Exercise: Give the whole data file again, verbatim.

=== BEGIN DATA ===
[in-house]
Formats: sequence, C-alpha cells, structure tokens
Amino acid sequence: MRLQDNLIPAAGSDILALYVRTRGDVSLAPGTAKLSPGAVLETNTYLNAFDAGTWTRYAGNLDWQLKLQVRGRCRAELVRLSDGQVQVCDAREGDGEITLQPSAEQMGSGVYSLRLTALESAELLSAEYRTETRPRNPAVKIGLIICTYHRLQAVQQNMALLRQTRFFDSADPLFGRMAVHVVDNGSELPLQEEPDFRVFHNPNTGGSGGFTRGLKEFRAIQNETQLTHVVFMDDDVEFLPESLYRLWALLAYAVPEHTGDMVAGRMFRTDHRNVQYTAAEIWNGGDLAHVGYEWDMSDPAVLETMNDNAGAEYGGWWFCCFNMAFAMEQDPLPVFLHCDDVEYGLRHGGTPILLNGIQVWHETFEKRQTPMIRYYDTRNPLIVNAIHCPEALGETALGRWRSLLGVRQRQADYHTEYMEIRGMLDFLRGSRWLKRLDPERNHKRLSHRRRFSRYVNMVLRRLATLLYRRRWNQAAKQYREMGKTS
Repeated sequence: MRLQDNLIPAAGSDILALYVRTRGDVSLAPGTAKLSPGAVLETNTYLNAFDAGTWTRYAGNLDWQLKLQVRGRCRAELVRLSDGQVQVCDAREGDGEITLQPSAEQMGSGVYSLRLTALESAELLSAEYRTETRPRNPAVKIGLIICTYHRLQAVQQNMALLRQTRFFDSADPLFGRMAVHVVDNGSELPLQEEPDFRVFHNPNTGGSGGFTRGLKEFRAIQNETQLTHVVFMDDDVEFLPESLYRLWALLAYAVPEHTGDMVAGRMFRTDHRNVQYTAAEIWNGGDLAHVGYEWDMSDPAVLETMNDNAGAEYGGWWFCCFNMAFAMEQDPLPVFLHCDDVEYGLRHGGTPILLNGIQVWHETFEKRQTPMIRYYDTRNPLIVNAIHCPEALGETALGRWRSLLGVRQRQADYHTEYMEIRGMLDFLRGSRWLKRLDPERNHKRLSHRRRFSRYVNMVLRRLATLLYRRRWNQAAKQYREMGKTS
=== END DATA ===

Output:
[in-house]
Formats: sequence, C-alpha cells, structure tokens
Amino acid sequence: MRLQDNLIPAAGSDILALYVRTRGDVSLAPGTAKLSPGAVLETNTYLNAFDAGTWTRYAGNLDWQLKLQVRGRCRAELVRLSDGQVQVCDAREGDGEITLQPSAEQMGSGVYSLRLTALESAELLSAEYRTETRPRNPAVKIGLIICTYHRLQAVQQNMALLRQTRFFDSADPLFGRMAVHVVDNGSELPLQEEPDFRVFHNPNTGGSGGFTRGLKEFRAIQNETQLTHVVFMDDDVEFLPESLYRLWALLAYAVPEHTGDMVAGRMFRTDHRNVQYTAAEIWNGGDLAHVGYEWDMSDPAVLETMNDNAGAEYGGWWFCCFNMAFAMEQDPLPVFLHCDDVEYGLRHGGTPILLNGIQVWHETFEKRQTPMIRYYDTRNPLIVNAIHCPEALGETALGRWRSLLGVRQRQADYHTEYMEIRGMLDFLRGSRWLKRLDPERNHKRLSHRRRFSRYVNMVLRRLATLLYRRRWNQAAKQYREMGKTS
Repeated sequence: MRLQDNLIPAAGSDILALYVRTRGDVSLAPGTAKLSPGAVLETNTYLNAFDAGTWTRYAGNLDWQLKLQVRGRCRAELVRLSDGQVQVCDAREGDGEITLQPSAEQMGSGVYSLRLTALESAELLSAEYRTETRPRNPAVKIGLIICTYHRLQAVQQNMALLRQTRFFDSADPLFGRMAVHVVDNGSELPLQEEPDFRVFHNPNTGGSGGFTRGLKEFRAIQNETQLTHVVFMDDDVEFLPESLYRLWALLAYAVPEHTGDMVAGRMFRTDHRNVQYTAAEIWNGGDLAHVGYEWDMSDPAVLETMNDNAGAEYGGWWFCCFNMAFAMEQDPLPVFLHCDDVEYGLRHGGTPILLNGIQVWHETFEKRQTPMIRYYDTRNPLIVNAIHCPEALGETALGRWRSLLGVRQRQADYHTEYMEIRGMLDFLRGSRWLKRLDPERNHKRLSHRRRFSRYVNMVLRRLATLLYRRRWNQAAKQYREMGKTS